An article of Alessandro Bianchi (RT) describes a "fantastic" world invaded by terrifying arms of every kind: direct-energy weapons, geophysical weapons, wave-energy weapons, genetic weapons, psychotronic weapons, chemtrails. Even if the author focuses the Russia only and although he seems to refer anything to the future, we know that many nations own these weapons and they are using them for many decades.

A speech by the Russian Defense Minister promising to modernize his army caused a firestorm in the Western media – which accused Russia of developing mind control weapons that turn people into zombies. The truth is more complex, but no less scary.

­“The development of weaponry based on new physics principles – direct-energy weapons, geophysical weapons, wave-energy weapons, genetic weapons, psychotronic weapons and so on – is part of the state arms procurement program until 2020,” Minister Anatoliy Serdyukov reported to President-in-waiting Vladimir Putin during their latest meeting.

Some media focused on “psychotronic” weapons – wonder devices that use energy waves to control enemy behavior, effectively turning him into a “zombie.” Several papers went on to speculate that these would be used internally against political “dissidents.”

While rumors of Soviet, then Russian psychotronic weapons have surfaced repeatedly for decades, not one has been able to produce a working psychotronic gun, or even explain what mystery rays would allow its owner to control other people’s brains.

Although it involves reading into his words (and military officials the world over often either overstate or try to conceal their country’s military capabilities) it is more likely that the minister referred to something more akin to infrasonic weapons. These unleash sounds at a frequency lower than the human ear is able to detect or cope with. Previous tests have revealed that these weapons can demoralize their targets and even cause brain damage. On the other end of the scale, ultra high frequency noise also causes severe discomfort. Perhaps, Russia possesses militarized versions of the high-pitched Mosquito emitters that have been used in the U.K. to stop teenagers (who are better able to hear them than adults) from loitering in public.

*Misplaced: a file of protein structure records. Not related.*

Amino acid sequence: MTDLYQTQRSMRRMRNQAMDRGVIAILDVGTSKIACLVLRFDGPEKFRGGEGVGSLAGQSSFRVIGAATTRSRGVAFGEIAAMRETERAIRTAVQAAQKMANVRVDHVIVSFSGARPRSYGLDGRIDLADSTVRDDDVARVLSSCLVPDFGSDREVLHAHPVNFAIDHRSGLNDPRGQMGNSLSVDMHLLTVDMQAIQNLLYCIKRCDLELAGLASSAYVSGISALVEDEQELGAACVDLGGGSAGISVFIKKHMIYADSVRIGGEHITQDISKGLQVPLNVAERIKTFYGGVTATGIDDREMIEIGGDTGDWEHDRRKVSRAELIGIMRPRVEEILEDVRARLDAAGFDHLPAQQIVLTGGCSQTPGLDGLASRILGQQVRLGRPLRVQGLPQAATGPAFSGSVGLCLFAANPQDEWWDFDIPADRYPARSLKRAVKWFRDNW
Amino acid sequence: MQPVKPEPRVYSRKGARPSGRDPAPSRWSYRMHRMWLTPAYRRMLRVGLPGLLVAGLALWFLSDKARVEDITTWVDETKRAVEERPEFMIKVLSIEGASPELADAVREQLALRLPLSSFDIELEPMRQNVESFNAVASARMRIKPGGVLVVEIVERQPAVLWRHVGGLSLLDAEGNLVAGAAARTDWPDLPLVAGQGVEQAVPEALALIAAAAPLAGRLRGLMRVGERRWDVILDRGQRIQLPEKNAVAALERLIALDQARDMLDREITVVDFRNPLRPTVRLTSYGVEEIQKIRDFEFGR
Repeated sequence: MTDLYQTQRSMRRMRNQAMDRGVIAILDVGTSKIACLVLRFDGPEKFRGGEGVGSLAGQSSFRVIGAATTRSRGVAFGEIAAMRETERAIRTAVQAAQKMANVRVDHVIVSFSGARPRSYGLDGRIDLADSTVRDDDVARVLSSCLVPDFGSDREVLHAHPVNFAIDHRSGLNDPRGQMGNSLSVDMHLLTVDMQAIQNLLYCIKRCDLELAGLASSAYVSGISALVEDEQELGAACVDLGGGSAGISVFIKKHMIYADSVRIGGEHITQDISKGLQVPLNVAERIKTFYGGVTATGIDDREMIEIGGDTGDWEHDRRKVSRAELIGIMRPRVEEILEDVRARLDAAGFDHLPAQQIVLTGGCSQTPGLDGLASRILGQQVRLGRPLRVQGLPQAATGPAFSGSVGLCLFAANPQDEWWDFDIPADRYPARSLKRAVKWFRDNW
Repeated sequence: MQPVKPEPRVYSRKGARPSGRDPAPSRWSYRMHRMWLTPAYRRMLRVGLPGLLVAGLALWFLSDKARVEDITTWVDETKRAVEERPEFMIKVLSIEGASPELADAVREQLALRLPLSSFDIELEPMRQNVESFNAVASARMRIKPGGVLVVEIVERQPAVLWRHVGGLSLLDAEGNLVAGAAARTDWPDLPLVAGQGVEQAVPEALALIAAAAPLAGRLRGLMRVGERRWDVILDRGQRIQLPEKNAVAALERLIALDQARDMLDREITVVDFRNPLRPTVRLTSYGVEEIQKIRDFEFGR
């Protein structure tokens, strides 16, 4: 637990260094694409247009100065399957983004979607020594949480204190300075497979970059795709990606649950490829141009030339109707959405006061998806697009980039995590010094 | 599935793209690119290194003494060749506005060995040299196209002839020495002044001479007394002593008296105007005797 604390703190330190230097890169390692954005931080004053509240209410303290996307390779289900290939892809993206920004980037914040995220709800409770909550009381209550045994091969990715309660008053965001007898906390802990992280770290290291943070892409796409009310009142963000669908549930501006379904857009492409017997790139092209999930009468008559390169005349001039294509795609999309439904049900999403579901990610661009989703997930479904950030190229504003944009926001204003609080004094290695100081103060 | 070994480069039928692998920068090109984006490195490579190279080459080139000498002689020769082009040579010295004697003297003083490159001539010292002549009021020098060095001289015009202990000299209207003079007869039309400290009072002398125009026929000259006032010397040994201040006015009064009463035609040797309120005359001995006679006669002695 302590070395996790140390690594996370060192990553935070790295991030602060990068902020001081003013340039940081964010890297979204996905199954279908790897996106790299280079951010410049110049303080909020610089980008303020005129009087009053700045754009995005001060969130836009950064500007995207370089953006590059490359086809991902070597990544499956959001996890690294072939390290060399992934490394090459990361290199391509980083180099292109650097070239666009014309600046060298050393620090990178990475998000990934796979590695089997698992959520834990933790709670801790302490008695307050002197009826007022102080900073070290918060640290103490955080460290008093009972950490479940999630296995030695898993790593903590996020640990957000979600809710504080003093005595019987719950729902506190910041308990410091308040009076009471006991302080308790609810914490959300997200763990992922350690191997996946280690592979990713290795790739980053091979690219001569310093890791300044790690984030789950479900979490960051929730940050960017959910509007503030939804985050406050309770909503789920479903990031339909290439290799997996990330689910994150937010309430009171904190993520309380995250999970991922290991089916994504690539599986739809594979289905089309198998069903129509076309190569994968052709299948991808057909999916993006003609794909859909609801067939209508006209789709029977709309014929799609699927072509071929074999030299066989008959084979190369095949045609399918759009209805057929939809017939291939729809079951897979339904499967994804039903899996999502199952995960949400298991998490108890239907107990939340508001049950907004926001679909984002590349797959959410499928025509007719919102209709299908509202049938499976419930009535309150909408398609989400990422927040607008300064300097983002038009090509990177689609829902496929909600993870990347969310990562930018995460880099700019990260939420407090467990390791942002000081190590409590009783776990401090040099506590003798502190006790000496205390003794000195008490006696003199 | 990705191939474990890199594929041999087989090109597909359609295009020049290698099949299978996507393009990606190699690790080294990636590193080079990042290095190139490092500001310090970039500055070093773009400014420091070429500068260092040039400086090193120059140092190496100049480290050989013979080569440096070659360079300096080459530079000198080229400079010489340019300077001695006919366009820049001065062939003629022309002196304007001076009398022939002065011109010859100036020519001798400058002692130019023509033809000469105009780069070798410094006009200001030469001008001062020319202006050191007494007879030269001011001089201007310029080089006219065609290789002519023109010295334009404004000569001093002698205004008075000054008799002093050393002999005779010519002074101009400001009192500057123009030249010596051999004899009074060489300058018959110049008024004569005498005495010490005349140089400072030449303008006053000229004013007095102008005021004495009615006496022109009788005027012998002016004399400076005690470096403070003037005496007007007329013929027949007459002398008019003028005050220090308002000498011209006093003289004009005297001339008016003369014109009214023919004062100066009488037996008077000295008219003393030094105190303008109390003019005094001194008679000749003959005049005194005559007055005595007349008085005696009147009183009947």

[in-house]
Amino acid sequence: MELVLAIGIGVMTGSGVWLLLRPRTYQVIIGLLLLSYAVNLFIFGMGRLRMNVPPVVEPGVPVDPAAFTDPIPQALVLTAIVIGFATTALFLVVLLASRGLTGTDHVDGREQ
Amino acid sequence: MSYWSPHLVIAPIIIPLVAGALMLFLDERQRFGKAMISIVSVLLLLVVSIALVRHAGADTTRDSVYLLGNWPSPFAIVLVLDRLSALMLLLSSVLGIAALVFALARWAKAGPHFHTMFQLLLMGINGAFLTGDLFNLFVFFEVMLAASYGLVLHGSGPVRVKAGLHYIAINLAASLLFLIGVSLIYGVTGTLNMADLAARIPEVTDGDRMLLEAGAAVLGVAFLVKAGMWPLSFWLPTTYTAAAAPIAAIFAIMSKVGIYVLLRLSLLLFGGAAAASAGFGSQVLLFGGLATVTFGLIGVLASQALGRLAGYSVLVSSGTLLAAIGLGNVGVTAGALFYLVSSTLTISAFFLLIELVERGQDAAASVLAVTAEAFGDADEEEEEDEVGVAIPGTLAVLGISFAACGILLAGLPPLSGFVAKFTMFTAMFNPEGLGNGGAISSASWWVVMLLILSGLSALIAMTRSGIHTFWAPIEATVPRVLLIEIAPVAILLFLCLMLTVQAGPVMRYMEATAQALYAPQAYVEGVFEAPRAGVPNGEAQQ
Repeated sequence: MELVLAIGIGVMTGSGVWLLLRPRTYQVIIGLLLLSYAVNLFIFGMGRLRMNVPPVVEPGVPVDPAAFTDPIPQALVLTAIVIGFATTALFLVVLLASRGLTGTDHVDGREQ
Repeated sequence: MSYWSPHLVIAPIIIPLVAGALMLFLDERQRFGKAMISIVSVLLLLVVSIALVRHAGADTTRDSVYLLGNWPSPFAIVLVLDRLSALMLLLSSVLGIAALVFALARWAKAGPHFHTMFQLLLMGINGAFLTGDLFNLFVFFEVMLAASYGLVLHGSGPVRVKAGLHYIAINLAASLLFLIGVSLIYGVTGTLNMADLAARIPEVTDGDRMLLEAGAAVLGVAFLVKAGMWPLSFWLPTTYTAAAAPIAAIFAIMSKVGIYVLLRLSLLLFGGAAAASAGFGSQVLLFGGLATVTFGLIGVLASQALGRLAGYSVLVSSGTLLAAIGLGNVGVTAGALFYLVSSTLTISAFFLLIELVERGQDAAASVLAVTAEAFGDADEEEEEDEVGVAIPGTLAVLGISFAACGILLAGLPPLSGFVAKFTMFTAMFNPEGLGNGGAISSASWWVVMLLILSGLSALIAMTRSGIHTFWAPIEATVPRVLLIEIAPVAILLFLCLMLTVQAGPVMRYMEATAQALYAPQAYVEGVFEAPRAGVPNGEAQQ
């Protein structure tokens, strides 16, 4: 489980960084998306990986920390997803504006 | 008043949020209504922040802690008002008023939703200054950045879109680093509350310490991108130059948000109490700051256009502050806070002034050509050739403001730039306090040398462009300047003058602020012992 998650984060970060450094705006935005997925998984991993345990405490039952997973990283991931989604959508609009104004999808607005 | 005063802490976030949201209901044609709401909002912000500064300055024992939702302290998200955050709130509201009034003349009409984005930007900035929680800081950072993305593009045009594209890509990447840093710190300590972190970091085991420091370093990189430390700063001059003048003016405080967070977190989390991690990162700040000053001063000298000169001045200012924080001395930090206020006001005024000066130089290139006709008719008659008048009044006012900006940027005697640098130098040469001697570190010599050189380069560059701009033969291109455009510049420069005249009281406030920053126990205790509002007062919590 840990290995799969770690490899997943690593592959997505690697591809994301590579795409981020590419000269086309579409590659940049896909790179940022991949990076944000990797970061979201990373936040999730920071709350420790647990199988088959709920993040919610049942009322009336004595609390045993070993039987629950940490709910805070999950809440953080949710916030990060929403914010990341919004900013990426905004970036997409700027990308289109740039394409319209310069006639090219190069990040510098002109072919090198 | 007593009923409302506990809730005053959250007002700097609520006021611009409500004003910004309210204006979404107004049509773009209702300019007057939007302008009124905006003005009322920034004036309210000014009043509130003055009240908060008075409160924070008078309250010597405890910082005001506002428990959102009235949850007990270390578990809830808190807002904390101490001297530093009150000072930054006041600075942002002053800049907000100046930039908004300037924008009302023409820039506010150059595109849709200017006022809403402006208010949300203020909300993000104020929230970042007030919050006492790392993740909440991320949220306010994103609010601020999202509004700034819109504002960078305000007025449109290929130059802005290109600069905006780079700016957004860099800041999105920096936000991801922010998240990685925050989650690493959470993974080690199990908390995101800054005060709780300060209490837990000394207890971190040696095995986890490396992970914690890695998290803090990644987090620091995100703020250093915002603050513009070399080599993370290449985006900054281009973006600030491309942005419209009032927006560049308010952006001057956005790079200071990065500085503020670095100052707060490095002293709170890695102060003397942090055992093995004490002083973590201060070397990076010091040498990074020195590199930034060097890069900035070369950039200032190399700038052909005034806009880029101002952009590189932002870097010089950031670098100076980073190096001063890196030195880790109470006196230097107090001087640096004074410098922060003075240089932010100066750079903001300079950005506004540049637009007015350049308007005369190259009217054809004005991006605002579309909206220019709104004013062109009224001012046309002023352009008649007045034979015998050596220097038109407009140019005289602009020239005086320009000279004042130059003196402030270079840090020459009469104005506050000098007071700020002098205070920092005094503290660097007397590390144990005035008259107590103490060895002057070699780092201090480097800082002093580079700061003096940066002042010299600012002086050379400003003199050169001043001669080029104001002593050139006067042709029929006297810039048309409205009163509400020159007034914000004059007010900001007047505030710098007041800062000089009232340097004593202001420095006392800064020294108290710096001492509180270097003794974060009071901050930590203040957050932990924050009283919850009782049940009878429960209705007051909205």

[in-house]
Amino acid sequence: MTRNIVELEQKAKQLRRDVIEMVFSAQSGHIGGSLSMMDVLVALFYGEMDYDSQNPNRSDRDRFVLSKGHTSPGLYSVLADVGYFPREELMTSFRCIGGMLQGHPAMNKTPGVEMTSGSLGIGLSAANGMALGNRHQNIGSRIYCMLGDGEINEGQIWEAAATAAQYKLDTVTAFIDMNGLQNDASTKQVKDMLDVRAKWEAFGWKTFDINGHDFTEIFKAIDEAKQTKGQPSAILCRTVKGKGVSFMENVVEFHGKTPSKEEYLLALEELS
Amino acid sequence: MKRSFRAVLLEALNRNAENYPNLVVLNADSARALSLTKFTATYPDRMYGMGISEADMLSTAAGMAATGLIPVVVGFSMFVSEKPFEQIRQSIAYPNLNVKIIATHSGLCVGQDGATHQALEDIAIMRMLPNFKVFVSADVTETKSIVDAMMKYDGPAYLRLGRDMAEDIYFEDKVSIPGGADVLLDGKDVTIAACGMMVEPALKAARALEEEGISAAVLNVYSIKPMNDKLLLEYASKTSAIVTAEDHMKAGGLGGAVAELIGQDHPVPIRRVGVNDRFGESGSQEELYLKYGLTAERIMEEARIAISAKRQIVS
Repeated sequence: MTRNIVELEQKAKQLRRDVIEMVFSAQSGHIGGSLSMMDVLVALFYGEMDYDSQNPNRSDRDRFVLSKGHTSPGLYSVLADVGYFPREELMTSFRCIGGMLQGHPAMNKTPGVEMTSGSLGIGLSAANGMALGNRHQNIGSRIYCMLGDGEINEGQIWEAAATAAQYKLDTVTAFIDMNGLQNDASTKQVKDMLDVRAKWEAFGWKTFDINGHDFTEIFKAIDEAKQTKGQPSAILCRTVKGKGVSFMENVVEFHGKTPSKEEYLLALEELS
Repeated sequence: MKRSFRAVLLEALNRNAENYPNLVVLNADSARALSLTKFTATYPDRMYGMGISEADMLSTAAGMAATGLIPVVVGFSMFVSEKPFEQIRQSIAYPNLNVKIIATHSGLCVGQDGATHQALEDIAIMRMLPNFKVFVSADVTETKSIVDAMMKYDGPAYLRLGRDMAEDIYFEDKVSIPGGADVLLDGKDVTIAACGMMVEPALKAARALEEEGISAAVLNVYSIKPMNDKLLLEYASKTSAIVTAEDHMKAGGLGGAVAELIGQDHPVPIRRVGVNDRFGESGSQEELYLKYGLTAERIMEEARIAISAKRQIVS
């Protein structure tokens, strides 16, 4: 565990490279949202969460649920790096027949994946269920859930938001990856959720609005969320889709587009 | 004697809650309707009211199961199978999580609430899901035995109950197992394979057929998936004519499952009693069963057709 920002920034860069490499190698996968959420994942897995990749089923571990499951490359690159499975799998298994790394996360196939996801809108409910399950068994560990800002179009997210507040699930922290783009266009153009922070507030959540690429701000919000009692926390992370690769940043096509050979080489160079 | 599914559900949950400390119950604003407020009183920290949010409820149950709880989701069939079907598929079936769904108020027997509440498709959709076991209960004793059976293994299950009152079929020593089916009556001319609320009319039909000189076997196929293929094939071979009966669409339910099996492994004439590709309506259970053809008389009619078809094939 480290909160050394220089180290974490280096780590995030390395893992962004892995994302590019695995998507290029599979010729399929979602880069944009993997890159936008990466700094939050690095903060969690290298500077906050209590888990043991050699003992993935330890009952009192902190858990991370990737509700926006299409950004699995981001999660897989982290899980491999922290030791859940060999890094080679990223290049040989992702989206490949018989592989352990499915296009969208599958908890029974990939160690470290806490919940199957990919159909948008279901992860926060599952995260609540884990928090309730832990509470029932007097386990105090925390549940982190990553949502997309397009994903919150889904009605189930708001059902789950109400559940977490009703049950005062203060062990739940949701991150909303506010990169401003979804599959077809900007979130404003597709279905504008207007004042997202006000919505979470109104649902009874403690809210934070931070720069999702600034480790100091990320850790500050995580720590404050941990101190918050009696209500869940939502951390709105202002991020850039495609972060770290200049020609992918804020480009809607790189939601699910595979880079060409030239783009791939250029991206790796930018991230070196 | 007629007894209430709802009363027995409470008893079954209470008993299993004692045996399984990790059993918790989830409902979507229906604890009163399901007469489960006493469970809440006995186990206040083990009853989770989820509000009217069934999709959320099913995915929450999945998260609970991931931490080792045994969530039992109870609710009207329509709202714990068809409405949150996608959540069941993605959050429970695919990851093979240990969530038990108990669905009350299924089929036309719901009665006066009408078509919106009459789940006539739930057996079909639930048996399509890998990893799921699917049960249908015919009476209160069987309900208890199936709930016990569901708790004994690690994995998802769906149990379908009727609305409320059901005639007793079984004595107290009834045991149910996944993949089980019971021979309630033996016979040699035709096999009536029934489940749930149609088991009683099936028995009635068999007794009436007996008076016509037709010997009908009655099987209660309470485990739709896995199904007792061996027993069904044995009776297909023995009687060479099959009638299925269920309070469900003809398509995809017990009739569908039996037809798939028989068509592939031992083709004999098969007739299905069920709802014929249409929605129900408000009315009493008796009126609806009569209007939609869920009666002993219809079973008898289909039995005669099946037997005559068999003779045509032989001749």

More alarming is Serdyukov’s mention of genetic weapons. These are commonly understood as biological weapons modified in such a way that they would target, say one race, but not another. So far, it has been difficult to engineer viruses precisely enough that they would attack only the enemy, but none of your own side. Furthermore, these weapons are banned by the international Biological Weapons Convention – to which Russia is a signatory – and developing them would earn Russia severe censure from the international community.

Direct-energy weapons – such as heat rays – are another innovation that have been long-advertised but has seen limited action. Heat rays, such as used in the US Active Denial System deployed in Afghanistan and Iraq, cause unbearable pain to the skin of the target, forcing them to run away, but are not intended to kill. They are often used for crowd control, but are cumbersome and take time to set up.

Meanwhile, lasers have been a weapon of choice for every military buff since at least Star Wars. While they are undoubtedly destructive, gathering enough energy to power one makes them hard to produce – rather than nifty hand guns, we are more likely to see giant missile interceptors. The cost of the technology remains prohibitive.

Perhaps the most terrifying category of potential weapons is geophysical – those that use the environment. For example, a charge detonated in a correct place could set off an earthquake or a tsunami, while chemicals released in the air can ground an enemy air fleet with a severe storm. It is unclear how far these technologies have advanced, but by their very nature, they are likely to unleash unbridled destruction.

So even without turning them into zombies, there are plenty enough new ways to disable or kill potential enemies. But bearing in mind their cost and impracticality, more likely than not, it is conventional rockets and bullets that will dominate the military conflicts in the next decade at least.

Source: rt.com